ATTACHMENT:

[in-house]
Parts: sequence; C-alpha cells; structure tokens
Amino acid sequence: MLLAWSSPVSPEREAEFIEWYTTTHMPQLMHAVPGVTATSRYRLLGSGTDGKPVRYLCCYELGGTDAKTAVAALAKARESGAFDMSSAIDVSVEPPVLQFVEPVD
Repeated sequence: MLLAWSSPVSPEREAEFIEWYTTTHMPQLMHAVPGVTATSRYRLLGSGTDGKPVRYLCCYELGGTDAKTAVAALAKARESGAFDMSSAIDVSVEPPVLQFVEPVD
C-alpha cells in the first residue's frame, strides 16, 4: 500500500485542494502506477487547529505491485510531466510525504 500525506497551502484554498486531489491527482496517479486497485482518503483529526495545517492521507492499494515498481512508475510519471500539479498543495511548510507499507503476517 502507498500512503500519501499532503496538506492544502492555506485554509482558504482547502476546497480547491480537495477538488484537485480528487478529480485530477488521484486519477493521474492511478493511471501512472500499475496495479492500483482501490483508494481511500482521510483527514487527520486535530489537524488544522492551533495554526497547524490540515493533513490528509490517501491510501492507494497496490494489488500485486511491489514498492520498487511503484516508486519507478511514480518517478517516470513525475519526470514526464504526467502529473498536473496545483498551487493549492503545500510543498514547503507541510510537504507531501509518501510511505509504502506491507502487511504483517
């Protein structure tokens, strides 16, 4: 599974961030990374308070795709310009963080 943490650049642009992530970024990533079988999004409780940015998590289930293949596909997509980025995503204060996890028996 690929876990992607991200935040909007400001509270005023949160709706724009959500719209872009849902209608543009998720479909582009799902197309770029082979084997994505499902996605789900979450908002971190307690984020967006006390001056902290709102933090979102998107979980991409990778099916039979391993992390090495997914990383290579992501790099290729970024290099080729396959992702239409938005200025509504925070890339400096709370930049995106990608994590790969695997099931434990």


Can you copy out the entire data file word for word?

[in-house]
Parts: sequence; C-alpha cells; structure tokens
Amino acid sequence: MLLAWSSPVSPEREAEFIEWYTTTHMPQLMHAVPGVTATSRYRLLGSGTDGKPVRYLCCYELGGTDAKTAVAALAKARESGAFDMSSAIDVSVEPPVLQFVEPVD
Repeated sequence: MLLAWSSPVSPEREAEFIEWYTTTHMPQLMHAVPGVTATSRYRLLGSGTDGKPVRYLCCYELGGTDAKTAVAALAKARESGAFDMSSAIDVSVEPPVLQFVEPVD
C-alpha cells in the first residue's frame, strides 16, 4: 500500500485542494502506477487547529505491485510531466510525504 500525506497551502484554498486531489491527482496517479486497485482518503483529526495545517492521507492499494515498481512508475510519471500539479498543495511548510507499507503476517 502507498500512503500519501499532503496538506492544502492555506485554509482558504482547502476546497480547491480537495477538488484537485480528487478529480485530477488521484486519477493521474492511478493511471501512472500499475496495479492500483482501490483508494481511500482521510483527514487527520486535530489537524488544522492551533495554526497547524490540515493533513490528509490517501491510501492507494497496490494489488500485486511491489514498492520498487511503484516508486519507478511514480518517478517516470513525475519526470514526464504526467502529473498536473496545483498551487493549492503545500510543498514547503507541510510537504507531501509518501510511505509504502506491507502487511504483517
């Protein structure tokens, strides 16, 4: 599974961030990374308070795709310009963080 943490650049642009992530970024990533079988999004409780940015998590289930293949596909997509980025995503204060996890028996 690929876990992607991200935040909007400001509270005023949160709706724009959500719209872009849902209608543009998720479909582009799902197309770029082979084997994505499902996605789900979450908002971190307690984020967006006390001056902290709102933090979102998107979980991409990778099916039979391993992390090495997914990383290579992501790099290729970024290099080729396959992702239409938005200025509504925070890339400096709370930049995106990608994590790969695997099931434990």